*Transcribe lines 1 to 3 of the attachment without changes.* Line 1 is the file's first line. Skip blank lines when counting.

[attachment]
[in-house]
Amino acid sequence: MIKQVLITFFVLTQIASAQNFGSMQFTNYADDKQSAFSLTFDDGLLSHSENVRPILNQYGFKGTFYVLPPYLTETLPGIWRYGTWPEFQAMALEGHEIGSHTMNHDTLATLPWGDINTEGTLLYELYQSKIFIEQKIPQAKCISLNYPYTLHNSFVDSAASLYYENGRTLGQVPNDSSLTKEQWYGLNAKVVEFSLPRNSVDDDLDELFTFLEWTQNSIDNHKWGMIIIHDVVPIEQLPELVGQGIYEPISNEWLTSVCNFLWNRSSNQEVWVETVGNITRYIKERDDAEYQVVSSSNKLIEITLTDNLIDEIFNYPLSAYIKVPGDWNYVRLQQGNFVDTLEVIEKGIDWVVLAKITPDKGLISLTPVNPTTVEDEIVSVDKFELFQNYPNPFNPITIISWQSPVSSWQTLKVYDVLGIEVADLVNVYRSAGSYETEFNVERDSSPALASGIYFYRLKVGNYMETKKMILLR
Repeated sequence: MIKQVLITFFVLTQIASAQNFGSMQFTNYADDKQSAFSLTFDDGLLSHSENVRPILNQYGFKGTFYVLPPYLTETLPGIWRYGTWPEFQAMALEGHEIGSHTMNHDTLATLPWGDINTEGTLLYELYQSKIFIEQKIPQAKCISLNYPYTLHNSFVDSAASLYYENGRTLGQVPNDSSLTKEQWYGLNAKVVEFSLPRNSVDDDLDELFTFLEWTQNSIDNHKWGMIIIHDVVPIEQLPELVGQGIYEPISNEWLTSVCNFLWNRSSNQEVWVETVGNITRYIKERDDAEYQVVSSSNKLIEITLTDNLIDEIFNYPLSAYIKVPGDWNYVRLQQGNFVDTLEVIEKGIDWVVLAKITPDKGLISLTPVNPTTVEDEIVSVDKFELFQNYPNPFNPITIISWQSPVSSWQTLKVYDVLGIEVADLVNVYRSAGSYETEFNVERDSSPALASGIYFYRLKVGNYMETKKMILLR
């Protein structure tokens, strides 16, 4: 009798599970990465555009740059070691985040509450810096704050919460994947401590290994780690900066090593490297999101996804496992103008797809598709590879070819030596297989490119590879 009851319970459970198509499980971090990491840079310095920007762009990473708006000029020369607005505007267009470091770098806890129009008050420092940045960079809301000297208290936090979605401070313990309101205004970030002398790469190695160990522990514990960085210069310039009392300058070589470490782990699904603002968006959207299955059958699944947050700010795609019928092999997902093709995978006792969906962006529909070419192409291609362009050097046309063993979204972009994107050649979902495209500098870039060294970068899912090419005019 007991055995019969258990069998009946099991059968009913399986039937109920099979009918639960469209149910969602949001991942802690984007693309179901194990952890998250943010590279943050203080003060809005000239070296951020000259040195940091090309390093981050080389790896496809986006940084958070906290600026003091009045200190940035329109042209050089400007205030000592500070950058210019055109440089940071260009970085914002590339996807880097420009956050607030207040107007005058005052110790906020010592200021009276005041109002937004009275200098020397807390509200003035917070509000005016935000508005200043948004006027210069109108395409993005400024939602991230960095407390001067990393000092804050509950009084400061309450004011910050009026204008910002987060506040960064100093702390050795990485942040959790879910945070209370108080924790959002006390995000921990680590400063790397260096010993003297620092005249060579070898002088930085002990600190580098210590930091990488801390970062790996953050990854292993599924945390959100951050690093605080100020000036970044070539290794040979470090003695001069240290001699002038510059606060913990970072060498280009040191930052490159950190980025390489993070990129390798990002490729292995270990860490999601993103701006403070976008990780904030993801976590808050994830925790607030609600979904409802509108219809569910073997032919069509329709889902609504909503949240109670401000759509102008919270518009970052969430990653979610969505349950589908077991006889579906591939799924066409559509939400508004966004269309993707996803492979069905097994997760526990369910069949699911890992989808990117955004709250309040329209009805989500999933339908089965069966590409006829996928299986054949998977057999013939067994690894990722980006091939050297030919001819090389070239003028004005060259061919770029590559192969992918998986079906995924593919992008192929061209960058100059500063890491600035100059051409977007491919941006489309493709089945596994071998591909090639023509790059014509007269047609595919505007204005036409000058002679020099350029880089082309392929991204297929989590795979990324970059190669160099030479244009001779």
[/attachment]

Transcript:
[in-house]
Amino acid sequence: MIKQVLITFFVLTQIASAQNFGSMQFTNYADDKQSAFSLTFDDGLLSHSENVRPILNQYGFKGTFYVLPPYLTETLPGIWRYGTWPEFQAMALEGHEIGSHTMNHDTLATLPWGDINTEGTLLYELYQSKIFIEQKIPQAKCISLNYPYTLHNSFVDSAASLYYENGRTLGQVPNDSSLTKEQWYGLNAKVVEFSLPRNSVDDDLDELFTFLEWTQNSIDNHKWGMIIIHDVVPIEQLPELVGQGIYEPISNEWLTSVCNFLWNRSSNQEVWVETVGNITRYIKERDDAEYQVVSSSNKLIEITLTDNLIDEIFNYPLSAYIKVPGDWNYVRLQQGNFVDTLEVIEKGIDWVVLAKITPDKGLISLTPVNPTTVEDEIVSVDKFELFQNYPNPFNPITIISWQSPVSSWQTLKVYDVLGIEVADLVNVYRSAGSYETEFNVERDSSPALASGIYFYRLKVGNYMETKKMILLR
Repeated sequence: MIKQVLITFFVLTQIASAQNFGSMQFTNYADDKQSAFSLTFDDGLLSHSENVRPILNQYGFKGTFYVLPPYLTETLPGIWRYGTWPEFQAMALEGHEIGSHTMNHDTLATLPWGDINTEGTLLYELYQSKIFIEQKIPQAKCISLNYPYTLHNSFVDSAASLYYENGRTLGQVPNDSSLTKEQWYGLNAKVVEFSLPRNSVDDDLDELFTFLEWTQNSIDNHKWGMIIIHDVVPIEQLPELVGQGIYEPISNEWLTSVCNFLWNRSSNQEVWVETVGNITRYIKERDDAEYQVVSSSNKLIEITLTDNLIDEIFNYPLSAYIKVPGDWNYVRLQQGNFVDTLEVIEKGIDWVVLAKITPDKGLISLTPVNPTTVEDEIVSVDKFELFQNYPNPFNPITIISWQSPVSSWQTLKVYDVLGIEVADLVNVYRSAGSYETEFNVERDSSPALASGIYFYRLKVGNYMETKKMILLR